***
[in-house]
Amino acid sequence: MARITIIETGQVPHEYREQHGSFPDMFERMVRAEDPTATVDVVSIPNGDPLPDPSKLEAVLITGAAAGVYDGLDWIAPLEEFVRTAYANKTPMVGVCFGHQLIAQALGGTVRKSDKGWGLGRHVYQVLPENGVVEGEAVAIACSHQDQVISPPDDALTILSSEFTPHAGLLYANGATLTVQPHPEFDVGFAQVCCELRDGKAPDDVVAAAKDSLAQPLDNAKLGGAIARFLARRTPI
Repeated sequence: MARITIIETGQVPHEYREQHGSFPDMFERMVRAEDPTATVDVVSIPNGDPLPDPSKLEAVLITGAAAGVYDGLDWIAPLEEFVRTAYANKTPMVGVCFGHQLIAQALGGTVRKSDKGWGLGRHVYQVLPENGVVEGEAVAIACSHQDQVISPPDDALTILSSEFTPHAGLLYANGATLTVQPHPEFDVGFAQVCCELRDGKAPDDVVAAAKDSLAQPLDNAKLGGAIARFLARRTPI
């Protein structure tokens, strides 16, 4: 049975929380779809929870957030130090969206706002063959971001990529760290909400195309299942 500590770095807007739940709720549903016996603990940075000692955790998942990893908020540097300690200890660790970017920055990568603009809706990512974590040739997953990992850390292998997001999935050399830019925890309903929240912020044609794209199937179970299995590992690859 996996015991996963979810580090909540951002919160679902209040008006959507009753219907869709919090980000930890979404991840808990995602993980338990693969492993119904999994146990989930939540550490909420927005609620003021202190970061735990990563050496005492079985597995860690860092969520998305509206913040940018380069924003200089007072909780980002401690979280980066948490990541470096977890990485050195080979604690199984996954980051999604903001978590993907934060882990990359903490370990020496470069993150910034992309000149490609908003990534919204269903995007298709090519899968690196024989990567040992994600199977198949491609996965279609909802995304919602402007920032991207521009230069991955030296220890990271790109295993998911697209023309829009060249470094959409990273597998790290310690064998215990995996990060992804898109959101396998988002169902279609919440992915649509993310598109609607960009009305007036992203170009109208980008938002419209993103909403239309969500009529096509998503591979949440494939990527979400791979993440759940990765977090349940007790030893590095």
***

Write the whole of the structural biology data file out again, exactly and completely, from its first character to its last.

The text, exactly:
[in-house]
Amino acid sequence: MARITIIETGQVPHEYREQHGSFPDMFERMVRAEDPTATVDVVSIPNGDPLPDPSKLEAVLITGAAAGVYDGLDWIAPLEEFVRTAYANKTPMVGVCFGHQLIAQALGGTVRKSDKGWGLGRHVYQVLPENGVVEGEAVAIACSHQDQVISPPDDALTILSSEFTPHAGLLYANGATLTVQPHPEFDVGFAQVCCELRDGKAPDDVVAAAKDSLAQPLDNAKLGGAIARFLARRTPI
Repeated sequence: MARITIIETGQVPHEYREQHGSFPDMFERMVRAEDPTATVDVVSIPNGDPLPDPSKLEAVLITGAAAGVYDGLDWIAPLEEFVRTAYANKTPMVGVCFGHQLIAQALGGTVRKSDKGWGLGRHVYQVLPENGVVEGEAVAIACSHQDQVISPPDDALTILSSEFTPHAGLLYANGATLTVQPHPEFDVGFAQVCCELRDGKAPDDVVAAAKDSLAQPLDNAKLGGAIARFLARRTPI
């Protein structure tokens, strides 16, 4: 049975929380779809929870957030130090969206706002063959971001990529760290909400195309299942 500590770095807007739940709720549903016996603990940075000692955790998942990893908020540097300690200890660790970017920055990568603009809706990512974590040739997953990992850390292998997001999935050399830019925890309903929240912020044609794209199937179970299995590992690859 996996015991996963979810580090909540951002919160679902209040008006959507009753219907869709919090980000930890979404991840808990995602993980338990693969492993119904999994146990989930939540550490909420927005609620003021202190970061735990990563050496005492079985597995860690860092969520998305509206913040940018380069924003200089007072909780980002401690979280980066948490990541470096977890990485050195080979604690199984996954980051999604903001978590993907934060882990990359903490370990020496470069993150910034992309000149490609908003990534919204269903995007298709090519899968690196024989990567040992994600199977198949491609996965279609909802995304919602402007920032991207521009230069991955030296220890990271790109295993998911697209023309829009060249470094959409990273597998790290310690064998215990995996990060992804898109959101396998988002169902279609919440992915649509993310598109609607960009009305007036992203170009109208980008938002419209993103909403239309969500009529096509998503591979949440494939990527979400791979993440759940990765977090349940007790030893590095």